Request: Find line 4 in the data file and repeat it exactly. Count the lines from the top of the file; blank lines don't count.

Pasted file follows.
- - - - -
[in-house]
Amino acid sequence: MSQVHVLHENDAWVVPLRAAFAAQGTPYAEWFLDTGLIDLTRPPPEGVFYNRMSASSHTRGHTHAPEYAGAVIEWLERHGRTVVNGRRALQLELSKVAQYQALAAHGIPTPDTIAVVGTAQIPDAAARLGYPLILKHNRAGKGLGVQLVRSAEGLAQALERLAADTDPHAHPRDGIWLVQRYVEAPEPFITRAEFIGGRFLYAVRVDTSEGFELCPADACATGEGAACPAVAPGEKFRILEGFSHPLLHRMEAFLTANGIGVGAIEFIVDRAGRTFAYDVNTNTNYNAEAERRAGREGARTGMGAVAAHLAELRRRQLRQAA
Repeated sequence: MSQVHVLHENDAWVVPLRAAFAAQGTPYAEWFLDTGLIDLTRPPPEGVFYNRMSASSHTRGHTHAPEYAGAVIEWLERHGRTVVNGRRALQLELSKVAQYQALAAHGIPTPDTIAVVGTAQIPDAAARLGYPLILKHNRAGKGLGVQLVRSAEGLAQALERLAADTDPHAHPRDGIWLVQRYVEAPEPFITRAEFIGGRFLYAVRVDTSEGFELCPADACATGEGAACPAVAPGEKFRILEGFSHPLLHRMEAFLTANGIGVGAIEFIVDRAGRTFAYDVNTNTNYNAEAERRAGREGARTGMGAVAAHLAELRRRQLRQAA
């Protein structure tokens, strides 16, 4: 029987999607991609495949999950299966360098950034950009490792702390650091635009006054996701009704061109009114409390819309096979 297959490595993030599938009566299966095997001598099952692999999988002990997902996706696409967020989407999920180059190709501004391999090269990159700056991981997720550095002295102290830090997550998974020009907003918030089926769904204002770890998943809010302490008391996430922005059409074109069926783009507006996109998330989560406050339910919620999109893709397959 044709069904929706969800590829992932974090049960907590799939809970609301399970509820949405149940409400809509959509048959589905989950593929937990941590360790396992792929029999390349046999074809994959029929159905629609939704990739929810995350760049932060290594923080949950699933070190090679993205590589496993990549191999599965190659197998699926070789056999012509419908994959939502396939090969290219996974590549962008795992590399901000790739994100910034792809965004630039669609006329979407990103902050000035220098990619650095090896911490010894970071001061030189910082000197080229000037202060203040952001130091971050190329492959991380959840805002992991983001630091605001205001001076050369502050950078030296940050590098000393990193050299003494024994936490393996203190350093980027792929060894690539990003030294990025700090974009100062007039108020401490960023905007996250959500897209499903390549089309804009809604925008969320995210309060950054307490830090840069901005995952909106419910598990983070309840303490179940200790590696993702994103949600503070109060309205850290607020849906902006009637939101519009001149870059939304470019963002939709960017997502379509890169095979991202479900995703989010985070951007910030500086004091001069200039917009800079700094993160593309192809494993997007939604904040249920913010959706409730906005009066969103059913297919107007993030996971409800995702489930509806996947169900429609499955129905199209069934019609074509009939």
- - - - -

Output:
């Protein structure tokens, strides 16, 4: 029987999607991609495949999950299966360098950034950009490792702390650091635009006054996701009704061109009114409390819309096979 297959490595993030599938009566299966095997001598099952692999999988002990997902996706696409967020989407999920180059190709501004391999090269990159700056991981997720550095002295102290830090997550998974020009907003918030089926769904204002770890998943809010302490008391996430922005059409074109069926783009507006996109998330989560406050339910919620999109893709397959 044709069904929706969800590829992932974090049960907590799939809970609301399970509820949405149940409400809509959509048959589905989950593929937990941590360790396992792929029999390349046999074809994959029929159905629609939704990739929810995350760049932060290594923080949950699933070190090679993205590589496993990549191999599965190659197998699926070789056999012509419908994959939502396939090969290219996974590549962008795992590399901000790739994100910034792809965004630039669609006329979407990103902050000035220098990619650095090896911490010894970071001061030189910082000197080229000037202060203040952001130091971050190329492959991380959840805002992991983001630091605001205001001076050369502050950078030296940050590098000393990193050299003494024994936490393996203190350093980027792929060894690539990003030294990025700090974009100062007039108020401490960023905007996250959500897209499903390549089309804009809604925008969320995210309060950054307490830090840069901005995952909106419910598990983070309840303490179940200790590696993702994103949600503070109060309205850290607020849906902006009637939101519009001149870059939304470019963002939709960017997502379509890169095979991202479900995703989010985070951007910030500086004091001069200039917009800079700094993160593309192809494993997007939604904040249920913010959706409730906005009066969103059913297919107007993030996971409800995702489930509806996947169900429609499955129905199209069934019609074509009939």